We used a mix of the airport shuttle services and the more 'tour' type buses along the Icefields Parkway so we could do the Snocoach.

All the buses were on time, clean and the drivers were very knowledgable, even on the regular shuttles you got a bit of information on what you were seeing.

We added on a couple of private tours in Jasper as we wanted to do some hiking which were very good as well.

Got the train over to Vancouver from Banff - also excellent.

Stayed in the Banff Springs and Chateau Lake Louise and my tip is to join the Presidents Club before you go. We paid for the cheapest rooms we could and got upgraded both times - a lakeview in CLL and a 'turret room' in Banff with windows on two sides and a view of the Bow Valley. Though of course you can't count on being upgraded.

The hotel in Jasper was used by a couple of tour groups (I think one was Collette) and whilst there was a mix of ages from 40 to somewhat (much) older they didn't seem particularly lively (IMHO).

There is also not enough money in this world to make me wear a name badge on holiday.
joxxxxx is offline  
Jun 15th, 2004, 09:16 AM
Join Date: Jan 2003
Posts: 230
We have taken some excellent tours with Globus such as to Austria and Switzerland. You might also consider Tauck -they are an award winning company.
We are thinking of taking a walking tour in the future with Wayfarers or with Classic Journeys.
All of the above companies have websites. Good luck!
Maureen is offline  
Jun 15th, 2004, 09:26 AM
Join Date: Feb 2004
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Most of the above replies mention bus tours of other countries than Canada. You should keep in mind that the geography of Canadian West is quite different from most of Europe, which means significant differences whether you should take a tour or not.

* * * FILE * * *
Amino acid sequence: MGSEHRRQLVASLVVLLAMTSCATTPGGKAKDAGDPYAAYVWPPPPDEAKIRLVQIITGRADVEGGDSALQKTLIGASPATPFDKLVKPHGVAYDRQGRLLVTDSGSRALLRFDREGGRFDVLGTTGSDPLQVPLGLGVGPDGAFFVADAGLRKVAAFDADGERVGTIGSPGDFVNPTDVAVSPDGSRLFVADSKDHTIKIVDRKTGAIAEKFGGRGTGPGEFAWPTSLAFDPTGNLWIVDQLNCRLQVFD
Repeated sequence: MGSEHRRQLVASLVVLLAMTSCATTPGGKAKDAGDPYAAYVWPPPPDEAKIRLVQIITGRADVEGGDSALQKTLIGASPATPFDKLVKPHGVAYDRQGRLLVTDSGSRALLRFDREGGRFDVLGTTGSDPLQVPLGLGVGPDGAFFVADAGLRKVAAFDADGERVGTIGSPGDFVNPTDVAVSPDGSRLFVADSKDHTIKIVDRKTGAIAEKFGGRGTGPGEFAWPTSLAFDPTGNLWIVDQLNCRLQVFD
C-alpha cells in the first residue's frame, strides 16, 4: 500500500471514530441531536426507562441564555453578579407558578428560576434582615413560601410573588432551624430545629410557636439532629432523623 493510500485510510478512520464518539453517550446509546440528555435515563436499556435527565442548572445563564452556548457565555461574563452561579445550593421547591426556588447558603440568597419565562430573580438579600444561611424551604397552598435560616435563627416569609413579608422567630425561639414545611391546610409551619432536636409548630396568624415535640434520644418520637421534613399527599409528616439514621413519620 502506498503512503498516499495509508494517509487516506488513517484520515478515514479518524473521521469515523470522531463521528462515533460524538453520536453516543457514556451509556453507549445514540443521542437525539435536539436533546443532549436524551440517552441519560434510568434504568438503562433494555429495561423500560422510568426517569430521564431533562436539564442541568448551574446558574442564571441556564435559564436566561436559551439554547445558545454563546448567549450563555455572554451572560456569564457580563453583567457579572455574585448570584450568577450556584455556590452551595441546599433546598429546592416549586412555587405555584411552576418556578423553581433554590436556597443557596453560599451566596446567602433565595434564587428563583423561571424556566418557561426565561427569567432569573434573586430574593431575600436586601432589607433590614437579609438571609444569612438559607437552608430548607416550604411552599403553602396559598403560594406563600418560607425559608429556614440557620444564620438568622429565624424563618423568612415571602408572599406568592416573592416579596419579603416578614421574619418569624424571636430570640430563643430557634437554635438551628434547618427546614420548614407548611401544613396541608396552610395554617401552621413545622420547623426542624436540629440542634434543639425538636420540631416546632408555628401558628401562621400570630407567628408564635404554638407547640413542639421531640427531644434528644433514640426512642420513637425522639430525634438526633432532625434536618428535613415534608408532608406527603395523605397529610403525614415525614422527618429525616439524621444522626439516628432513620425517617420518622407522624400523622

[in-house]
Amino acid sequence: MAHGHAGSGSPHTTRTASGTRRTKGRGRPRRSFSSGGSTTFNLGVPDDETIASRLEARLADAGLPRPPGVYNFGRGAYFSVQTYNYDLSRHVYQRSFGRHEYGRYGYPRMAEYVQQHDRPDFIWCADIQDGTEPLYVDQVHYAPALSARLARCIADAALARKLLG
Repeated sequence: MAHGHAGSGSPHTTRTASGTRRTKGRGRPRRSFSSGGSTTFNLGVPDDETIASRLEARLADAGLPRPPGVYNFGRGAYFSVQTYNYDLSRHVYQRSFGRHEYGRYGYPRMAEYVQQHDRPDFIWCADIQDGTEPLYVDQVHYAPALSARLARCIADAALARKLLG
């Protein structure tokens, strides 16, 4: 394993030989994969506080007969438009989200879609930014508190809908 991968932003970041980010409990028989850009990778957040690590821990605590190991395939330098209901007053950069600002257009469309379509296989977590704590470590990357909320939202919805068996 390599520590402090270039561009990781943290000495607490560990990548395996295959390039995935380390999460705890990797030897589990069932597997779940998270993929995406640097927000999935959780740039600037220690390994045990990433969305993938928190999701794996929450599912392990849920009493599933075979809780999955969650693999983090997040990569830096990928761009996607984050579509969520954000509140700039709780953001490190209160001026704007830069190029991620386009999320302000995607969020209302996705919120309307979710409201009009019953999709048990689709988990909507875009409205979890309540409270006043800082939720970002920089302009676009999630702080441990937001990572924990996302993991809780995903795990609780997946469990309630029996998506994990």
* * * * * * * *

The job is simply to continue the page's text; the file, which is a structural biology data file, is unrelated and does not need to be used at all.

First, the distance between places are longer. That means you'll be spending a lot of time on the bus with other members of your group. You should think about whether you'll like that or not. At the same time, that also means you would not have to drive the great distance - including many mountain roads - by going with the tour.

Second thing is that in most parts of Europe, joining a tour is much better than driving yourself because you don't need to worry about the routes, all the tiny streets into cities, as well as parking - which can be hard to find and expensive. All those advantages DO NOT apply in western Canada, as most people do travel by car and parking/direction is never a problem.
rkkwan is offline  
Jun 15th, 2004, 11:44 AM
Join Date: Apr 2003
Posts: 19,419
First time I didn't know if I'd like to join a tour or not, I picked the shortest - 6 days close to home, canyon tours out of Las Vegas. My only regret was: it was too short. If you choose a bus over trains, it will make lots of stops for picture taking, restroom break, short hike, food, etc... The tour guide always gave us options: the strongest go down this path, people who feel tired go down another path.

I took a budget tour with Cosmos, Colette is more expensive, so the hotel choice will be better.

You will never know how you feel about a tour unless you've taken one. I got hooked I like it when somebody else does all planning and driving for me.

People of all ages will be on that tour. Name badge? Our tour guide was the only one! And the bus driver. Every morning there will be a list of people so you'll be assigned a different seat each day.

I personally prefer tours as I don't like to travel alone.
FainaAgain is offline